Our investment beliefs, which complement and underpin our endowments, are set out below. Our beliefs are a key driver of our investment decisions.
|Governance and investment objectives||Clear governance and decision-making structures that promote decisiveness, efficiency and accountability are effective and add value to the Fund.||It is important to be clear about investment objectives for the Fund, risk tolerance, and the timeframe over which results are measured.|
Asset allocation is the key investment decision.
Investors with a long-term horizon can outperform more short-term focused investors over the long-run.
Risk and return are strongly related.
There are varied investment risks that carry premiums / compensations. Illiquidity risk is one such premium.
Investment diversification improves the risk to return (Sharpe) ratio of the Fund.
|Asset class strategy and portfolio structure||Asset class expected returns are partly predictable and returns can revert toward a mean over time.|
Investment markets are competitive and dynamic, with active returns very difficult to find and constantly changing source.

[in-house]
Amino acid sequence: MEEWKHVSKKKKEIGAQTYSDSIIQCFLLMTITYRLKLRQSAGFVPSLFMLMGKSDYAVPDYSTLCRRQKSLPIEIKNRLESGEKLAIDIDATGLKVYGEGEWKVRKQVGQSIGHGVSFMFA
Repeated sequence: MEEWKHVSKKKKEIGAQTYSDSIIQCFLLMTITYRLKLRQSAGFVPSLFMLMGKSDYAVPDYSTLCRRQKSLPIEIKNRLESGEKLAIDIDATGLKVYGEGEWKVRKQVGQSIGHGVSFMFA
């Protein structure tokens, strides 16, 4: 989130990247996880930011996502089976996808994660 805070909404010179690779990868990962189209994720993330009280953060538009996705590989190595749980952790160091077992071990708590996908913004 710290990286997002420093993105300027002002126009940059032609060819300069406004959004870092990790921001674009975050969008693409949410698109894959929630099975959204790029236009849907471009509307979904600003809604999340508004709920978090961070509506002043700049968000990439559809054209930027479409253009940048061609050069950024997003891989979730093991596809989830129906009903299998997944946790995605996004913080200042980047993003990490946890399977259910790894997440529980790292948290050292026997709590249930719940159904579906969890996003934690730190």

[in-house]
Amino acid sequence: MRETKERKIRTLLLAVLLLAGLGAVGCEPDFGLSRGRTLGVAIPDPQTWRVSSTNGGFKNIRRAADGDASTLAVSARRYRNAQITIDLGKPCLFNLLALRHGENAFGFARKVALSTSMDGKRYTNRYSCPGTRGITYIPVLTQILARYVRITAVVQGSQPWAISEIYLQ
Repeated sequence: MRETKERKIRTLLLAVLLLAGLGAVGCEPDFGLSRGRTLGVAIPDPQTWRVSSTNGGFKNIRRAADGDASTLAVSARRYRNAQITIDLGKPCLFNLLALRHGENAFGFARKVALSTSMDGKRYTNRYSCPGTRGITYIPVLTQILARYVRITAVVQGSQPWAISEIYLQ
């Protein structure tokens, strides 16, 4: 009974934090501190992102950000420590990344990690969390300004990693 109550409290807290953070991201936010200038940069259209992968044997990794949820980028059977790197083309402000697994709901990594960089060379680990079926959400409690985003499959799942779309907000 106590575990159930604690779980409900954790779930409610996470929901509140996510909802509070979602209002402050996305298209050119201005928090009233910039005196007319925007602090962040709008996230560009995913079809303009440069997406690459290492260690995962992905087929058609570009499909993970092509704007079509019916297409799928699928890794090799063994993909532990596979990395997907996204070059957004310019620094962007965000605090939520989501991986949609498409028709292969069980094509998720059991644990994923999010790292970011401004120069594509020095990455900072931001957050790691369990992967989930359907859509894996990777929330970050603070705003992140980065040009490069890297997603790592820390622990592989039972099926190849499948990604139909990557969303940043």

Market volatility tends to cluster over short horizons but mean-reverts over longer horizons.
Investment risks can be unbundled to make the Fund more efficient. This includes the separation of market (beta) and investment-specific investment manager skills (alpha).
|Manager and investment selection|
True skill in generating active returns versus a manager's benchmark (i.e. pure alpha) is very rare. This makes it hard to identify and capture consistently.
Some markets or strategies have characteristics that are conducive to a manager's ability to generate active return.
These characteristics tend to evolve slowly over time, although the shorter-term opportunity set that may be available in any market/strategy can vary through the cycle.
We believe most active return is driven by a combination of the research signals the manager is using, the conduciveness of their market to generating active returns, beta factors and luck.
Responsible investors must have concern for environmental, social and governance factors because they are material to long-term returns.
The more efficient a market is, the more difficult it is for a manager to generate active return.
Research signals and methods used by managers tend to commoditise over time through market forces.
In some cases synthetic exposure to a market or factor can provide a guaranteed active return to the Fund, and this represents an additional hurdle that an active manager must surpass.
Managing fees and costs and ensuring efficient implementation can prevent unnecessary cost.